Development of the Marcellus has already had huge benefits on Appalachia consumers and industrial markets, Wahl points out. For example, ongoing gas cost savings for each Pennsylvania household over the past decade is equivalent to one-time COVID relief checks during the height of the pandemic, he says, and roughly two-thirds of regional emissions reductions stem from switching from coal to natural gas as boiler fuel.
Rebranded from Huntley & Huntley Energy Exploration in 2019, Olympus is expanding production on a position that includes 100,000 acres in the heart of the Marcellus and Utica fairways in southwestern Pennsylvania as it keeps an eye out for bolt-on opportunities with synergies, Wahl says.
Stacked pay potential allows the company to optimize pad utilization on the same area of surface disturbance and take advantage of existing pipeline capacity, he says.
“The Marcellus on its own is one of the most efficient energy sources out there in terms of energy produced per acreage of surface disturbance, and it is that much better when you add stacked pay potential to it,” Wahl remarks. “The deep Utica is underdeveloped right now, but it is a world-class resource. We sit atop some of the best rock in the world in the deep, dry Utica beneath what is already core Marcellus fairway. The Utica is going to be a big play moving forward.”
Running two rigs, the company has significantly boosted its well count this year with more wells planned and completions slated for drilled but not completed wells in inventory, he says.
The operator of the longest horizontal well drilled in Pennsylvania (lateral length of more than 20,000 feet), Olympus is committed to long-lateral development, Wahl says, to reduce its surface footprint further and improve operational efficiency through a team that excels at job preplanning and operational execution.
The private company does not divulge completion details, but is committed to leading-edge designs, Wahl offers. Olympus currently is running a dedicated electric frac fleet, he says.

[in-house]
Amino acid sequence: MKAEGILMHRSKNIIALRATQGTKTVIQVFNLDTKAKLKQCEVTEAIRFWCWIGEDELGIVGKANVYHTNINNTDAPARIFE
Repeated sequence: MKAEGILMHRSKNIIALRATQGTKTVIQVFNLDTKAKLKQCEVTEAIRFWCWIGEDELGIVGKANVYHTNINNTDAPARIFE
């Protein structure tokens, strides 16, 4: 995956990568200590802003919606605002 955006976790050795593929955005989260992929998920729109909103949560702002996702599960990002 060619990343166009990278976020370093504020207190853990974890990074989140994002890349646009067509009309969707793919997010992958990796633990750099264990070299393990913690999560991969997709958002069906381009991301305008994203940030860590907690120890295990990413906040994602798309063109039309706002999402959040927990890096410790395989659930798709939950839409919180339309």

“When you think about the electric frac fleet market, most of them are dedicated to bigger players than Olympus,” Wahl points out. “It is something we believe is a differentiator and helps us be the best neighbor we can be.”
Project Canary has certified all of Olympus’ natural gas output, Wahl adds. Moreover, Olympus has not trucked any freshwater for completions in three years. Instead the company has invested in developing its own freshwater infrastructure, including three freshwater withdrawals, in cooperation with its wholly owned subsidiary, Hyperion Midstream LLC. Alignment with Hyperion helps time infrastructure build-out of gathering lines, too, and results in better margins for gas, he says. Olympus is also undergoing the RSG certification of its midstream operations and expects that process to be completed by year-end, he says.
“To be a leader in this space, it is important to make sure that the ‘how’ of what we do is weighted just as heavily as the ‘what’ of what we do. The natural gas we produce is a very important supply source for the country and beyond in terms of expanded LNG exports going forward,” Wahl says.
Regional pipeline takeaway capacity will benefit from the completion of the 303-mile Mountain Valley Pipeline project, and the Marcus Hook and Cove Point LNG terminals certainly help, but substantially more takeaway is needed before Appalachia is elevated from a regional player to a global powerhouse, he says.
“Appalachia’s high-quality shale rock and low emissions intensity give the region the potential to become a major global gas supplier if takeaway capacity and LNG export capacity can catch up to output potential, Wahl concludes.